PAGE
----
What’s worse than a Priyadarshan comedy that isn’t funny? A Priyadarshan drama with no focus, that’s what.
JUL 25, 2010 – PRIYADARSHAN’S SELF-PROCLAIMED PURPOSE on earth is to churn out comedies of confusion, but with Khatta Meetha, he’s made a drama of confusion. Is this, like Arjun, the valorous saga of a defeated young man who redeems himself by exposing crooked establishment figures? Is this, like Saaheb, a melodrama about a son who, sadly, can never find favour in his stern father’s eyes? Or is this, like Hera Pheri, a minor-key morality tale about desperate people resorting to disreputable ways of making money, until shown the errors of their ways? The director cannot make up his mind and he opts for an unholy mix, embellished with his now-familiar slapstick touches like a can of red paint missing its intended target and exploding, instead, on the portrait of a patriarch. The result is to the brain what candy is to teeth – and there isn’t even the consolation of a sugar rush.
It’s easier to dismiss a movie that doesn’t work if it just wants to be a no-brainer comedy. It isn’t as easy to look away when it actually wants to be about something – something important like the fact that builders and politicians and bureaucrats are selfish and corrupt and think little about the common man, who, therefore, is forced to turn selfish and corrupt. Well, who knew? This decades-old storyline is done no favours by interminable scenes with no sense of narrative focus and populated with characters who appear and disappear at will. Why stage the brutal murder of an innocent if this incident is never going to referred to again? That makes it look as if the “topical” issues (that resulted in the murder) were raised only to prop up the climactic action sequence, involving, like Arjun, a satchel of secret files.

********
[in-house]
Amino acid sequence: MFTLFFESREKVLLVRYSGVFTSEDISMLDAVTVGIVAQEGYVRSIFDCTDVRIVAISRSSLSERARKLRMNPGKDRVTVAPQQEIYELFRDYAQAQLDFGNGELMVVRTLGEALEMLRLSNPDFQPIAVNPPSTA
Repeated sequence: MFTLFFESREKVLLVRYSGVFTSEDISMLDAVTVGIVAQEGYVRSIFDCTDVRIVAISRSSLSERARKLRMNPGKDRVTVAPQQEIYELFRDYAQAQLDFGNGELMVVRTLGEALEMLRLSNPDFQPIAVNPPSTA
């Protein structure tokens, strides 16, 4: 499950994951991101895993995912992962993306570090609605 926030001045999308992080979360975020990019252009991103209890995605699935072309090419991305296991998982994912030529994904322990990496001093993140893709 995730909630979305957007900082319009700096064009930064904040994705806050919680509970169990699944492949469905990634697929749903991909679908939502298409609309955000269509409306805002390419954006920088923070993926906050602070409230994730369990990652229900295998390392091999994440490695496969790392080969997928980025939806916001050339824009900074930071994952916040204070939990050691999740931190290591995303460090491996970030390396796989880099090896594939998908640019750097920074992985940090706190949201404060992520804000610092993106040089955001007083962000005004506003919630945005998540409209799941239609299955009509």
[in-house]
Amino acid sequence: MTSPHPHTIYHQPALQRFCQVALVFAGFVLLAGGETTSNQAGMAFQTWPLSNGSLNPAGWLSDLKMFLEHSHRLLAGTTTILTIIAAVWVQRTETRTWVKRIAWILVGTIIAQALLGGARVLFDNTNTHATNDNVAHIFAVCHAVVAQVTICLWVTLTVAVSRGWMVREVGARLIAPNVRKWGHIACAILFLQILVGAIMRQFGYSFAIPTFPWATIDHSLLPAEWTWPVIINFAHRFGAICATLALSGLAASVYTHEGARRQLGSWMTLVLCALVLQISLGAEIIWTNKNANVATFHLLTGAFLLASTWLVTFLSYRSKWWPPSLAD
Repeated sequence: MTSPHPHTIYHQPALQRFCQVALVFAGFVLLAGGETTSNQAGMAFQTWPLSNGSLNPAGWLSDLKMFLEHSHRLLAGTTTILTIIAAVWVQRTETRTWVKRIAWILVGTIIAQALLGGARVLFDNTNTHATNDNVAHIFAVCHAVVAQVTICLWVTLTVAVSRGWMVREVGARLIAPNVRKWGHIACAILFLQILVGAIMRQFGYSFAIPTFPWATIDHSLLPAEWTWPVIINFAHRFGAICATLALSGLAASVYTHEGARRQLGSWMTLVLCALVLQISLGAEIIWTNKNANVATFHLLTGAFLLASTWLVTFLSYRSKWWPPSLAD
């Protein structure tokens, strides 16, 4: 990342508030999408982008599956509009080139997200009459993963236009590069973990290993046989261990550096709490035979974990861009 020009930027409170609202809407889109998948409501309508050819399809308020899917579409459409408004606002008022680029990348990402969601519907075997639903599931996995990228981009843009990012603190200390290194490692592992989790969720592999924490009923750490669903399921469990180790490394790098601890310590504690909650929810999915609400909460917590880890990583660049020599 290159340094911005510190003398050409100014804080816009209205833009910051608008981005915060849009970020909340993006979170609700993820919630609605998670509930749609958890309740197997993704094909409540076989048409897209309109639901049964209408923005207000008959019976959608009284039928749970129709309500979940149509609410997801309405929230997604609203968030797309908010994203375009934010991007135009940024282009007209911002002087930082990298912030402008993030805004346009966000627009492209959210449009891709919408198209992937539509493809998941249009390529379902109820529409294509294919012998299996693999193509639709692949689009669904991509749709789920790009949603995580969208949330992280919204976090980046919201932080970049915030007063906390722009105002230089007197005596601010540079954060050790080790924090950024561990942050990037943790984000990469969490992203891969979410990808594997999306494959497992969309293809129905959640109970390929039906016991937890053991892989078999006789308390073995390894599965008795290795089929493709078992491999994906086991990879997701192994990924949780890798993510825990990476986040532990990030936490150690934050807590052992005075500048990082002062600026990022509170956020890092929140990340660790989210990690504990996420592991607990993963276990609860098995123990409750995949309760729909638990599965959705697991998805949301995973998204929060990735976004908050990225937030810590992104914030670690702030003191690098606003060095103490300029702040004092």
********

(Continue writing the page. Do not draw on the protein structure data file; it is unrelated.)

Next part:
The aggressively choreographed dance sequences are even more unbearable. Is there anyone, at this point, who’s not sick of rows of blonde chorus girls encroaching on a supposed representation of middle-class Maharashtrian life? The leads come bearing names like Sachin Tichkule (Akshay Kumar, playing a construction contractor) and Gehna Ganpule (Trisha, as a bureaucrat), and that’s the extent of their rootedness. You could transpose them to Tamil Nadu or West Bengal and the story wouldn’t skip a beat. I suppose, in a film worth discussing, we might wonder how someone as cynical as Gehna came to work for the government, spouting platitudes like “Abhi bhi desh mein sachaai aur insaaf zinda hain.” Here, all I could do was giggle at her hair, done up in a bun. The bun, as we know, is the universal semaphore for severity, the hairstyle of choice for leather-clad dominatrices and Cold-War Russian spies and, of course, dour Indian civil servants. Too bad this film has room only for the latter.
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